Daily Archives: December 17, 2013

Considering Extinction: Are We Falling Off the Climate Precipice?

http://www.commondreams.org/view/2013/12/17-5
Published on Tuesday, December 17, 2013 by TomDispatch.com by Dahr Jamail

Jamail explores what climate scientists just beyond the mainstream are thinking about how climate change will affect life on this planet. What, in other words, is the worst that we could possibly face in the decades to come? The answer: a nightmare scenario.I grew up planning for my future, wondering which college I would attend, what to study, and later on, where to work, which articles to write, what my next book might be, how to pay a mortgage, and which mountaineering trip I might like to take next.

Now, I wonder about the future of our planet. During a recent visit with my eight-year-old niece and 10- and 12-year-old nephews, I stopped myself from asking them what they wanted to do when they grew up, or any of the future-oriented questions I used to ask myself. I did so because the reality of their generation may be that questions like where they will work could be replaced by: Where will they get their fresh water? What food will be available? And what parts of their country and the rest of the world will still be habitable?

“We’ve never been here as a species and the implications are truly dire and profound for our species and the rest of the living planet.” –Prof. Guy McPherson, University of Arizona

The reason, of course, is climate change — and just how bad it might be came home to me in the summer of 2010. I was climbing Mount Rainier in Washington State, taking the same route I had used in a 1994 ascent. Instead of experiencing the metal tips of the crampons attached to my boots crunching into the ice of a glacier, I was aware that, at high altitudes, they were still scraping against exposed volcanic rock. In the pre-dawn night, sparks shot from my steps.

The route had changed dramatically enough to stun me. I paused at one point to glance down the steep cliffs at a glacier bathed in soft moonlight 100 meters below. It took my breath away when I realized that I was looking at what was left of the enormous glacier I’d climbed in 1994, the one that — right at this spot

Secondhand smoke: Why East Coast cities are still choking on Midwest pollution | Grist

http://grist.org/climate-energy/secondhand-smoke-why-east-coast-cities-are-still-choking-on-midwestern-pollution/

Shutterstock

When pollution drifts by wind into other states, landing in people’s lungs and endangering their lives, it seems sensible to require the state where the pollution originated to put in controls so its industry stops harming its neighbors. It’s like a family of smokers in which a child has asthma: The onus is on the adults to limit their smoking so it doesn’t reach the crib or the playroom.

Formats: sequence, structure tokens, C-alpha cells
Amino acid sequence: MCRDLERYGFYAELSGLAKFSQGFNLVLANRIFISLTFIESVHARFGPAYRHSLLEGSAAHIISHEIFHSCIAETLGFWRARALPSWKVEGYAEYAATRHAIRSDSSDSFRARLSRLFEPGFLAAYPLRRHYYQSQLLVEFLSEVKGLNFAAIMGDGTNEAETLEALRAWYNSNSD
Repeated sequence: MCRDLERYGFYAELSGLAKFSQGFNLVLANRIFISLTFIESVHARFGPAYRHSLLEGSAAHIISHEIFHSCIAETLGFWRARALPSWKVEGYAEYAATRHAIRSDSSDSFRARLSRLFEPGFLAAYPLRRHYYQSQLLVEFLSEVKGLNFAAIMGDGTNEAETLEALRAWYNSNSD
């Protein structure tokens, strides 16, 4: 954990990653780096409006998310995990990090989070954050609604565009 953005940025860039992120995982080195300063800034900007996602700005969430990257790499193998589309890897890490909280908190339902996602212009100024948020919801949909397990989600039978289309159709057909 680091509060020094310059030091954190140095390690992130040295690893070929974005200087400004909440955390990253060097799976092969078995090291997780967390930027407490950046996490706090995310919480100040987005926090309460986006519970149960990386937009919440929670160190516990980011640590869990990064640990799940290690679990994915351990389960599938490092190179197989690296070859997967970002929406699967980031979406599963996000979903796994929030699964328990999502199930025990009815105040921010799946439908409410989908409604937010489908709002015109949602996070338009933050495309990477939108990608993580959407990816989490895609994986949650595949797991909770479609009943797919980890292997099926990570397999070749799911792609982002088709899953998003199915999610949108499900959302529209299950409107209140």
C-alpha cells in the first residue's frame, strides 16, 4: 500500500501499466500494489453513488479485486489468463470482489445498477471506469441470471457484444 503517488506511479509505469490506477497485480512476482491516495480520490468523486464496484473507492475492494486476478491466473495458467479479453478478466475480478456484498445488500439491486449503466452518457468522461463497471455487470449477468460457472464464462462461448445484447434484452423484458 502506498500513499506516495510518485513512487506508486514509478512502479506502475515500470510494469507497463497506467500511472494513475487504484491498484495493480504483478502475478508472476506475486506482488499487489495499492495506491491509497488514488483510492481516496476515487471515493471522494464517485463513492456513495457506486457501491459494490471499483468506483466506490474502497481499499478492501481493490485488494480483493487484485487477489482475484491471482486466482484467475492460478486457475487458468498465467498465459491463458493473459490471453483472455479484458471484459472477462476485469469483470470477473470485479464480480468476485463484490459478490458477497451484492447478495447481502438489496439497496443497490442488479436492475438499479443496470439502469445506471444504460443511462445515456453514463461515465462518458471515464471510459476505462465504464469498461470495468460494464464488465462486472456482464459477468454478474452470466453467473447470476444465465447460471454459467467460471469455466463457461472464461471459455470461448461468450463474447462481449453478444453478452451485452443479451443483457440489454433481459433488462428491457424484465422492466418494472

But what if the pollution is coming from several different states, and mixing in ways that it’s difficult to ascertain where each plume originates? Who determines how much pollution each state is responsible for? And who decides how best to control it? The states, the federal government, the courts?

The U.S. Supreme Court attempted to unravel this Gordian knot on Tuesday, hearing 90 minutes of oral argument for a case that will likely impact how hundreds of power plants and factories do business throughout the Midwest while helping clear the air in dozens of East Coast cities.

The case, EPA v. EME Homer City Generation, involves a 2011 Environmental Protection Agency rule, called the Cross-State Air Pollution Rule or the “Transport Rule,” designed under the Clean Air Act to help protect “downwind states” that suffer from ozone and particulate matter blown in from a total of 28 “upwind states.” According the downwinders’ court brief, pollution from upwind states accounts for more than three-quarters of local air pollution in many downwind areas.

….(read more).

Global Climate Change http://courses.dce.harvard.edu/~envre130
Environmental Justice http://courses.dce.harvard.edu/~envre145
Environment Ethics http://courses.dce.harvard.edu/~envre120

Snowden wants to help Brazil fight NSA surveillance


RT America·

Published on Dec 17, 2013

National Security Agency whistleblower Edward Snowden wrote an open letter to the people of Brazil published in a Brazilian newspaper on Tuesday. In the letter, he said he would be willing to help the country investigate NSA spying on its soil in exchange for political asylum. Brazil, including President Dilma Rousseff, has been a major target of NSA spying and has complained vehemently in the international community. Snowden has temporary asylum in Russia. RT’s Ameera David talks to Kevin Gosztola, blogger at Firedoglake, about Snowden’s request of Brazil and other NSA-related news.

Environmental Justice http://courses.dce.harvard.edu/~envre145
Environment Ethics http://courses.dce.harvard.edu/~envre120

Happily ever NAFTA: New trade pact could boost corporations and harm environment | Grist

http://grist.org/politics/free-trades-just-another-word-for-secret-lawsuits-the-tpp-the-environment-and-you/

By Heather Smith

I grew up around the North American Free Trade Agreement. It was all grownups talked about in Detroit: the Sound of NAFTA. Although not much rhymed with that phrase, the hills were indeed alive with the sounds of grouchy tool and die workers, complaining that all of our jobs were going to Mexico.

As a kid, I found it hard to see what was so exciting about jobs. My dad worked in a tool and die shop with bad ventilation and no heat, and every winter he would come down with a case of bronchitis that was one order of magnitude worse than the last. But it didn’t matter what we thought, anyway. George Bush Sr. was for NAFTA, and Bill Clinton was for NAFTA, and the only guy who wasn’t was Ross Perot — which is always a sign your cause is in trouble.

Now, at nearly 20 years of age, NAFTA is almost old enough to drink responsibly. The number of people I knew who worked in tool and die shops went from everybody to nobody, and while on the whole the consensus has been this is Not Great, it’s also been years since my dad has had trouble breathing.